Obama officials defended the delay in biodiesel mandates. The EPA in May proposed rules that penalize soy-based diesel under the blending mandates, because deforestation from soybean cultivation is thought to offset the fuel's environmental benefits. Obama officials say the EPA must perform a thorough environmental review before it can issue rules. The amount of biodiesel that was to have been blended in 2009 will be added to the amount required for 2010, so that no volume is lost, they add.
Any state help might be too late for GreenHunter Energy. In 2007, the company, led by energy exploration executive Gary Evans, acquired a Houston refinery that processed used motor oil and chemicals and retrofit it to make 105 million gallons of biodiesel a year from all manner of feedstocks, from soybean oil and beef tallow to, potentially, inedible plant matter. GreenHunter's business model hinged on selling to a government-guaranteed buyer: GreenHunter has the capacity to make 20% of the 500 million gallons of biodiesel that Congress wanted to be blended into the 2009 fuel supply.
Until the mandate kicked in, GreenHunter and other biodiesel makers counted on exporting their output to Europe, a much bigger user of diesel.
GreenHunter opened in June 2008 as oil prices skyrocketed. By then, soybean oil prices were soaring, too, pinching refiners that had banked on using soy. Mr. Evans switched to inedible animal fats.
For about a month, when oil hovered above $120 a barrel and traditional diesel ran over $4 a gallon, GreenHunter says profit margins on turning animal fat into diesel rose as high as $1.25 a gallon. It wasn't sustainable. The price of animal fat soared too, cutting margins again.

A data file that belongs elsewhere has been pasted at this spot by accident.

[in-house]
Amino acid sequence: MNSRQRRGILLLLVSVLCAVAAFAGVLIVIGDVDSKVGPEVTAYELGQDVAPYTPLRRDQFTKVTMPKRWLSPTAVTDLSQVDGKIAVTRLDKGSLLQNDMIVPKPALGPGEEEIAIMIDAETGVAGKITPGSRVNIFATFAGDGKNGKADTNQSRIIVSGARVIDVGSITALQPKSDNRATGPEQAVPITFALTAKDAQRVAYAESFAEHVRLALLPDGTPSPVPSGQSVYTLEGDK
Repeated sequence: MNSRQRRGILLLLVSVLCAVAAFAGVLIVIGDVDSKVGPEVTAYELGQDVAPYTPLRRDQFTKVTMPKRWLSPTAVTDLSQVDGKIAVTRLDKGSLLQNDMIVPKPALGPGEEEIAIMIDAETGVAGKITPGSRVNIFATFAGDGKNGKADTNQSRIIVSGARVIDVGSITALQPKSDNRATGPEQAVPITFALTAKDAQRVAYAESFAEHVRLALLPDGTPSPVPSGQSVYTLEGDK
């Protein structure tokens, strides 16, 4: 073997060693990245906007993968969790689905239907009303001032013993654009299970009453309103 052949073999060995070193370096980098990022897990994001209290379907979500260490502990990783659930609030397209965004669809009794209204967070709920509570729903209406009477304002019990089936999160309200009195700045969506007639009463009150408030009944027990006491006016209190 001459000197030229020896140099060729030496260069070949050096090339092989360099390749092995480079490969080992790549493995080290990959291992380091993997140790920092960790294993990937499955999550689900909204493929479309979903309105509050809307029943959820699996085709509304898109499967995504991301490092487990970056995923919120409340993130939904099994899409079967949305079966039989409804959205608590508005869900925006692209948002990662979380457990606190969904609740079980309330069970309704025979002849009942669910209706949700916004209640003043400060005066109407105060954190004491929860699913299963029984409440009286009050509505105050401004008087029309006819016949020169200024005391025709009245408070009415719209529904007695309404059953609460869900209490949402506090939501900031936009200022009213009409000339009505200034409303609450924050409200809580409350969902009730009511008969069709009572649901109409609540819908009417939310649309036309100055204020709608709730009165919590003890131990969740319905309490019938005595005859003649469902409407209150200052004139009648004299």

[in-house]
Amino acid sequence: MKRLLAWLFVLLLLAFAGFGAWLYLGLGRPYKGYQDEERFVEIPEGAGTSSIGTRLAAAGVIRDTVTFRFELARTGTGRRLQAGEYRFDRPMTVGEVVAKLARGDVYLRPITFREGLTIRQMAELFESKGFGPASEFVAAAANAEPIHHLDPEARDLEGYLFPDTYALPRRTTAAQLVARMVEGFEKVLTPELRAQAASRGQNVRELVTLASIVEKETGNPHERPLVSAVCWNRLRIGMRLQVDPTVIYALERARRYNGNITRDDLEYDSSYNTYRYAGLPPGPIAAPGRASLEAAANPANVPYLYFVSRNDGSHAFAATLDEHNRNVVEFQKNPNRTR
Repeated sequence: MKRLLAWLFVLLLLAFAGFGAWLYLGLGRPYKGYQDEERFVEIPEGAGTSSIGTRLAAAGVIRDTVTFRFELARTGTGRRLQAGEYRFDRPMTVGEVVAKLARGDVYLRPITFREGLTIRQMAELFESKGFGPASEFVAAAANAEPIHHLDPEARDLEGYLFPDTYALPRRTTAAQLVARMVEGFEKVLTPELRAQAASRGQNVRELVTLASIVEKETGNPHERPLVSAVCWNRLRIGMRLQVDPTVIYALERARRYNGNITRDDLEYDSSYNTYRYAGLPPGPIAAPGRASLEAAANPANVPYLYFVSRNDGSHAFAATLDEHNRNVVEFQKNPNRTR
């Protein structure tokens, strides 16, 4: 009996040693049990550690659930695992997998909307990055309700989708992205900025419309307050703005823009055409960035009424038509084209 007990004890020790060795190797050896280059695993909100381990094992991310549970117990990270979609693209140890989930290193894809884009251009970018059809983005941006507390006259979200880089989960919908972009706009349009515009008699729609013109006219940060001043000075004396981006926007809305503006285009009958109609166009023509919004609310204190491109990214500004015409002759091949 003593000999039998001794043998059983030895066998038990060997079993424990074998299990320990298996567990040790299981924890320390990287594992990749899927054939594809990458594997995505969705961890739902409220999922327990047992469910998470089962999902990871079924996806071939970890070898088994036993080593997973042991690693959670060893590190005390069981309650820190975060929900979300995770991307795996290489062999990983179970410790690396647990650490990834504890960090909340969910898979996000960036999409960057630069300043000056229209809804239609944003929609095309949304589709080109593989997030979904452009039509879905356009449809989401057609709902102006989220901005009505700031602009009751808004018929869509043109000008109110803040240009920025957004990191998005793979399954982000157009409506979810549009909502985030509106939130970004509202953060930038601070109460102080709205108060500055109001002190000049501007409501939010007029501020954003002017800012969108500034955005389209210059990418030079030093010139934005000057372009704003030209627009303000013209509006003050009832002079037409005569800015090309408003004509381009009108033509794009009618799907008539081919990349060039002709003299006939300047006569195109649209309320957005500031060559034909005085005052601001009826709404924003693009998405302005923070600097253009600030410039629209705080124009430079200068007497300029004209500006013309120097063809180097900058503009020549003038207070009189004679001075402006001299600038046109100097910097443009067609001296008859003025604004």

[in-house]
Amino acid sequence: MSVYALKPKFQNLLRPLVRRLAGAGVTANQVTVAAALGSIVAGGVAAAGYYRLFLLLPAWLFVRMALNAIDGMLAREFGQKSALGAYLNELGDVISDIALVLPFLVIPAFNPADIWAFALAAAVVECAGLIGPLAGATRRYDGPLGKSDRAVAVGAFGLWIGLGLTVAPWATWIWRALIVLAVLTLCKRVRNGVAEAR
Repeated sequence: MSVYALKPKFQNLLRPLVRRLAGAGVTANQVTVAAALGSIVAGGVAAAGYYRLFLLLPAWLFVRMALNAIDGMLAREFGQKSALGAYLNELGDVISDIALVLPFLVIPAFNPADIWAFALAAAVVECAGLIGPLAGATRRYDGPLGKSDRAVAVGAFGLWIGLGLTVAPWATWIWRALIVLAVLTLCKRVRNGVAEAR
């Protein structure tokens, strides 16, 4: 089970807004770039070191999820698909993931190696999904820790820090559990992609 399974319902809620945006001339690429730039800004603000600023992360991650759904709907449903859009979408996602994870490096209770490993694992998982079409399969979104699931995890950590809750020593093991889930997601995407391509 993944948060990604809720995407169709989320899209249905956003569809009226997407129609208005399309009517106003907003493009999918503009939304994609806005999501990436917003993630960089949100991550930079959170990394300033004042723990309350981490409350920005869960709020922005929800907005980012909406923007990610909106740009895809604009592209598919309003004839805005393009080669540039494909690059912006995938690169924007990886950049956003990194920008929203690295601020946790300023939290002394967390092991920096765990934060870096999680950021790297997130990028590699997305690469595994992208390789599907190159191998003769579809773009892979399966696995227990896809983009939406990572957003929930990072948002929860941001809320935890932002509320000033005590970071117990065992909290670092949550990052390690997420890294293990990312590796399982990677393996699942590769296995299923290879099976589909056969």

As the EPA continued to delay the blending mandates, the global downturn obliterated demand for regular diesel. Prices cratered. GreenHunter's plant took a direct hit from Hurricane Ike in September. By the time the plant reopened in late November, the price of diesel had dropped by more than half, and GreenHunter was losing money on every gallon of fuel.
The European Union dealt the final blow this spring when it slapped a tariff on U.S. biodiesel, killing what had been the industry's main sales outlet.
GreenHunter has since stopped producing biodiesel. The American Stock Exchange informed GreenHunter in May that the company was out of compliance with some listing requirements; the firm has submitted a plan to remain listed. Its stock has sunk to about $2 a share from a high of $24.75 in May 2008.
Bio-refinery carcasses are everywhere. GreenHunter's lender, West LB, arranged $2 billion in ethanol and biodiesel loans, selling them to various investors beginning around 2006. Today, half of the $2 billion in loans have defaulted or are being restructured, according to people familiar with the portfolio. Publicly traded Nova Biosource Fuels Inc. filed for Chapter 11 bankruptcy reorganization in March.
Imperium Renewables, a biodiesel maker in Washington, is trying to hang on as a storage depot, its founder says. Evolution Fuels, an outfit that used to sell a biodiesel brand licensed by country singer Willie Nelson, has stopped production and said in a securities filing it may not be able to continue as a going concern. The company didn't return calls for comment.